Tuesday, August 28, 2007

Sup 'n Me, Part II

Our first couple of days shooting in Mexico City were devoted to a pair of rallies that Marcos was leading – or at least speaking at. Marcos insists that he doesn’t lead anything, but merely speaks on behalf of those who do (he is, after all, just the Subcommander.) Since our request for unfettered access was denied, we were basically no different from the rest of the press pack following him, except that we had a crew of 12 people and had come 3000 miles, and now were standing out in the middle of the street trying to figure out what would happen next. For me, the interesting thing was watching the logistics unfold; how does a supposedly very wanted man move about in Mexico City? He’s afraid to let our (vetted, pre-approved) cameraman into his van, but he’ll march down the middle of Avenida Reforma?

Marcos actually has little reason to fear arrest, partly due to a shaky agreement with the government not to arrest anyone while “peace talks” are ongoing, but mostly because arresting him would be an unmitigated PR disaster for the government. The Zapatistas no longer carry guns (in public, at least) and haven’t fired a shot in anything but self-defense in about 12 years. Still, the guy is unquestionably a target, if not for the government then for any number of vested interests, and so he surrounds himself with unarmed security. Of course, that depends how you define “armed.” These guys, a double cordon of about 60 men, form a circle around him, all carrying these neat little homemade flags – mounted on three-foot long, three inch thick clubs. If you want to get close to Marcos, you better come in heavy.

This is not to say that everyone was unarmed, however. There’s also an absurd police presence around the guy. In keeping with the axiom that the Mexican police are never there to help, these guys aren’t there to protect the masked man, but to monitor him. This was the scene at the end of the first rally, where the “endless speechifying” part took place. I kept thinking of that scene in The Blues Brothers where Elwood greets the audience: “We would especially like to welcome all the representatives of Illinois’ law enforcement community who have chosen to join us here in the Palace hotel ballroom at this time.” Would’ve been a great line if the Sup had thought to use it.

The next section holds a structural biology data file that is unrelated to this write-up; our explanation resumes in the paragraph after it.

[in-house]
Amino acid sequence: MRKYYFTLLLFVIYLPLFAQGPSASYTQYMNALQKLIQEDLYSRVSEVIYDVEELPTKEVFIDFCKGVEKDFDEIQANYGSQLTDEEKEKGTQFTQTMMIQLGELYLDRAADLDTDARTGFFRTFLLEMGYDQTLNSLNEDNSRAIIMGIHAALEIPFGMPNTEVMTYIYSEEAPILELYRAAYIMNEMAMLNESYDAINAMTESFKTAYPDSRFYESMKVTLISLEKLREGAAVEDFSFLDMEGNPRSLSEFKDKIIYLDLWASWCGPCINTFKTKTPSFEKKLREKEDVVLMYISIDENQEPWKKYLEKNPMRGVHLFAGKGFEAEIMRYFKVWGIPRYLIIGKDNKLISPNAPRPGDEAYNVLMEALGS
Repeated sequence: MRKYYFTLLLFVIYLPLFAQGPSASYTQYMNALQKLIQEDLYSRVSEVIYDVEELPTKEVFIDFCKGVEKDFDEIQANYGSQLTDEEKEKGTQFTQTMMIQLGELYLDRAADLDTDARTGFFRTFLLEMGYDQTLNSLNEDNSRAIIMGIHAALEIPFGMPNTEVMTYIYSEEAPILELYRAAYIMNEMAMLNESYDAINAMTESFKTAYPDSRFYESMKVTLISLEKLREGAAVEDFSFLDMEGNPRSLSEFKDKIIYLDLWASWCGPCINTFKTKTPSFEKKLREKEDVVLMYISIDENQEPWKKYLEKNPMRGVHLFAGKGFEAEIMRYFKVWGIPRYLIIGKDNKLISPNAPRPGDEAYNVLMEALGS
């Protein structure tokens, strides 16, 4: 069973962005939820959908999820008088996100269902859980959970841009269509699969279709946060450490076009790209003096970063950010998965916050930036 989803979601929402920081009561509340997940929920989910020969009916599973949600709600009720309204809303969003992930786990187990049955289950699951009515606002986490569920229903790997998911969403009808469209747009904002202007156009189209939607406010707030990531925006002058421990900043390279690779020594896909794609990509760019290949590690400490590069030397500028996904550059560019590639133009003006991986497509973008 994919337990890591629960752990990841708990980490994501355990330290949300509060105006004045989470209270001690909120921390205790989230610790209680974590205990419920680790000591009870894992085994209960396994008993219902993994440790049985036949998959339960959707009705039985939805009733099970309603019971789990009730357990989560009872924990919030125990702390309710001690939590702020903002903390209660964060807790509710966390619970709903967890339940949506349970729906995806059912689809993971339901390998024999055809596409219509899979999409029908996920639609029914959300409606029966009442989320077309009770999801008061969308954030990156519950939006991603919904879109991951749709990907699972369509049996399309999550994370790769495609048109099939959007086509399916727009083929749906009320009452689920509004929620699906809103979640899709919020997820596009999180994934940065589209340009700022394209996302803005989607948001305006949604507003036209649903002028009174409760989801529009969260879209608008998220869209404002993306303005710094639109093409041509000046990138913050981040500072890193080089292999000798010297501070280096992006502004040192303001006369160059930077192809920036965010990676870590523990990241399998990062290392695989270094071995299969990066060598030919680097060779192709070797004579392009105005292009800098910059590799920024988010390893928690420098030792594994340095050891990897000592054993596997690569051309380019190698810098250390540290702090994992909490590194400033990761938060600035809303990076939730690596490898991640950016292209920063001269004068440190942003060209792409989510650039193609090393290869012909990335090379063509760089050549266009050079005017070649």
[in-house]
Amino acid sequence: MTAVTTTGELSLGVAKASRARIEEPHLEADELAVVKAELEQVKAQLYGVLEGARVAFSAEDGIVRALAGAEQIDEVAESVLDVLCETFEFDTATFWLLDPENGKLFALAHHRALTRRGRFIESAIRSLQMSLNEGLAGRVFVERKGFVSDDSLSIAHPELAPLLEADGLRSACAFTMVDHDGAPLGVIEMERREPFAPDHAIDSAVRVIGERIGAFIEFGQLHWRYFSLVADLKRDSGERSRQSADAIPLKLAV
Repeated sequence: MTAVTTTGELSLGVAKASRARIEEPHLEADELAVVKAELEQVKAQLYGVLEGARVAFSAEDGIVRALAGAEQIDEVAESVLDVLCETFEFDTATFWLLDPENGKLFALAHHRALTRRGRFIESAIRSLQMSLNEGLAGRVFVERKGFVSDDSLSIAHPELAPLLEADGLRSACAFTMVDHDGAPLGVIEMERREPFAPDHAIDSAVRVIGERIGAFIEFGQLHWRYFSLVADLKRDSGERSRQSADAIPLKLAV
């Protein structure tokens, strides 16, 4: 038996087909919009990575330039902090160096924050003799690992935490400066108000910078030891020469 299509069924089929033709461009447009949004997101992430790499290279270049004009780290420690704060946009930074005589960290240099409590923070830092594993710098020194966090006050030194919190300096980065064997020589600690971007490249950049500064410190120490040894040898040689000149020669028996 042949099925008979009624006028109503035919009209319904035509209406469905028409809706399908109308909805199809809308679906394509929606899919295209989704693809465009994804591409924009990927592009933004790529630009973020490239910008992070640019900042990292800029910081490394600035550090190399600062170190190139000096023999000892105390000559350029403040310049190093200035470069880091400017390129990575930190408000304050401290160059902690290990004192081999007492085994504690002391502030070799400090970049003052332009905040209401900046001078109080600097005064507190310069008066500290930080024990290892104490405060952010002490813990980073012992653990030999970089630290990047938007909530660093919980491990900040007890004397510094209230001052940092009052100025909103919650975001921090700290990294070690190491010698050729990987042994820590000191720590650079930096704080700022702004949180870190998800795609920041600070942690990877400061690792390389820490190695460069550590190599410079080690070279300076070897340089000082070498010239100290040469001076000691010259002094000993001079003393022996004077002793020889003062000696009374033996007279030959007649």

Where it started to get a little nerve wracking – at least for me, since my residence visa was coincidentally expiring later that week - was that Marcos wasn’t the only one under police surveillance. Every other cop (and by cop I mean uniformed police officers as well as casually-dressed intelligence and security agents) seemed to be armed with a camera or videocam, and they were aimed at the crowd, their license plates and, of course, the half-dozen white guys with the expensive equipment. One of the rallies was at a prison a couple hours drive from Mexico City, and to make sure we wouldn’t be left out of the convoy, the organizers marked our car with “EZLN – La Otra Campana” in big letters, despite my pleading that they just write “Prensa” – or, better still, “TV.” (It's not illegal to cover the Zapatistas, but it is illegal for a gringo to join them, and I'm not sure I could convince the cops of the difference.) This is a picture of the cops taking a picture of me riding in a car with “EZLN” on the windshield – a picture I was sure was going to make its way to the immigration office up here, just in time for me to try to renew my visa. (The fact that I’m still here should tell you how that story ended. For once, the bureaucracy’s lack of modernization – the records there are written in pencil in a giant ledger book – worked in my favor.)

The rest of the time was spent shooting video around the city that would help illustrate the things that came out in the interview - again, a bit of a challenge since we still had no idea what the hell we were going to be talking about. So we went with what we in the tv business refer to as "iconic images" - what the rest of you call "cliches": the Mexican flag, crowded streets, people selling tortillas, Indians in brightly colored clothing, etc. My favorite moment came during the lowering of the flag in the Zocalo, which takes place every night at 6:30 with great pomp and ceremony and which was on this night marred the the immoveable presence of the drunkest skid-row bum I have ever seen in my life. According to one of our guides, while the army can ask him to leave, it can't force him, so the entire regiment of soldiers, drummers and buglers had to march around his tequila-stinkin' ass. It was actually pretty heartwarming, and it's nice to know that if he can do it, you can, too.

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